Fan Expo Toronto will be taking place this year between September 3rd and 6th, and Graphic Policy had the opportunity to talk with a few of their featured guests before the beginning of the convention. Craig Yeung joined us to talk about his accomplishments in the medium and who he might like to draw one day.
Graphic Policy: Who are some of the comic artists of the past that inspired you and your artwork?
: Am I limited to comic artists? haha. I derive a lot of influence from all over from Bouguereau to Bob Peak, Terada to Robert Mcginnis, Mucha to Coby Whitmore. I’m kinda all over the place. In terms of comic art, I guess I was initially influenced by the Image founders, that’s kinda the era that I grew up with. Artists like Jim Lee, Silvestri, Turner, but nowadays I like artists like Alex Raymond who did strips and had to draw without the benefit of color. There’s also a slew of incredible artists working today that constantly raise the bar.
GP: Are there any particular series, characters or stories that you have worked on that have been especially memorable?
CY: Runaways will always be dear to my heart. We had an amazing creative team and management believed in the project from the get go. It was one of those few opportunities where they let a new title grow it’s own following. You don’t see that often with the big two.
GP: You have worked on a lot of big name projects, but is there one that no one knows about that you think deserves more praise?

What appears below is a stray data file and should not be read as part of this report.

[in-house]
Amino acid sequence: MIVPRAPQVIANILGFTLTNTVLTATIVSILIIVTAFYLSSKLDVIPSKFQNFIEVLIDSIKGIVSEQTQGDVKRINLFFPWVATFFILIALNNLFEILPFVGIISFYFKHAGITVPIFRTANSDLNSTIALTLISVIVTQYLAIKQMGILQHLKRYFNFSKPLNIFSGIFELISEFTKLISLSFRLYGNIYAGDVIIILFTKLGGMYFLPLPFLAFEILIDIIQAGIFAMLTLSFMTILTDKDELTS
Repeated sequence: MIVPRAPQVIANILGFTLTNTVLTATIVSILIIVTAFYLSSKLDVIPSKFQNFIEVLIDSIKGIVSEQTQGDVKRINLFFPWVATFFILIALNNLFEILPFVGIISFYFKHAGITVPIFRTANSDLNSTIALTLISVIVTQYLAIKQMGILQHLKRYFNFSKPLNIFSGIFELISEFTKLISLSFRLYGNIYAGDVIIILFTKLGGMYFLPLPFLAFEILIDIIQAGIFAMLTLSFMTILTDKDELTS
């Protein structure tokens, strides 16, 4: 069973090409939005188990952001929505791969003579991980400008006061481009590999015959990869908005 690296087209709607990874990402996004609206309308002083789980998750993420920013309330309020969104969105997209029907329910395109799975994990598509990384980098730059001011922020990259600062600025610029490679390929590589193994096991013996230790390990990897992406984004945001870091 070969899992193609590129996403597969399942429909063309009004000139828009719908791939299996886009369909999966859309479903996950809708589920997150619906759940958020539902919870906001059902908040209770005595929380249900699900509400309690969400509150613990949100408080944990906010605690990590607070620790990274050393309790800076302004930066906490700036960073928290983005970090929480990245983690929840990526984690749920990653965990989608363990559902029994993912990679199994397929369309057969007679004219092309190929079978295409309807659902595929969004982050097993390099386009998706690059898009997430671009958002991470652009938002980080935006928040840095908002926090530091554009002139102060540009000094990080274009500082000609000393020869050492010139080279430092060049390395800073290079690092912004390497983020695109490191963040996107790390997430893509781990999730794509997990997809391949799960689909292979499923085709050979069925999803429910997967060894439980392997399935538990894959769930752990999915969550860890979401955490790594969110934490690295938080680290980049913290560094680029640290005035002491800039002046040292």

: There’s a couple projects I’ve done recently that I’m particularly proud of. One is an anthology of short stories “Girls Night Out”, written by Amy Chu (Soon to be writing Poison Ivy League for DC and another project for Aftershock Comics) and colored by Juri Hayasaka-Chinchilla. It’s a slice of life story that revolves around an elderly woman with dementia. It’s a more down to earth story and relies on those quiet moments. Also adapted by Amy and colored by Laura Martin, I just finished a story for the Baltimore Museum of Art. It documents the life of Princess Miao Shan and presented by the Asian Art Gallery in the museum as an interactive comic to supplement the information about some of their artifacts displayed. It’s kinda cool seeing comics used as a teaching tool.
GP: Among your recent works is the comic version of the Arrow television series. Is it easier to draw when you have real life people to base your illustrations from?
CY: For the Arrow series, since I was inking it, the heavy lifting was done by Joe Bennett. I did occassionally refer back to character screen shots, but Joe did an awesome job capturing much of the likeness. I personally find it easier to keep consistency with the work if I have real people to base off of.
GP: When you draw a certain group of characters on a regular basis, do you find that you start to like certain characters more or to get an affinity for them?
: I think this is definitely the case, although I think it comes down to how the character is built through the scripts that give you that affinity. For example, some of my favorites is Molly from Runaways and Felicity from Arrow.
GP: Aside from characters is there a specific genre that you prefer? Fantasy or sci-fi? Post apocalyptic or dystopian?
CY: I like them all, although anything sci-fi tends to be more intense when drawing because of all the tech. I’ve also been a huge sci-fi fan over the years, I think Syd Mead had a big influence on that. However, it’s difficult to find a good sci-fi story these days. I think it’s because we have such amazing special effects today, we expect so much more.
GP: Are there any characters that you would like to get a chance to draw? Or maybe one that you have worked on already and would to get more opportunity to draw?
CY: I think maybe on a main Spiderman title. I’ve worked on a few offshoots before ( Marvel Age Spidermans), but I grew up reading Amazing Spiderman and Peter parker, the spectacular spiderman so I think it’d be cool to work on one of the main flagship titles.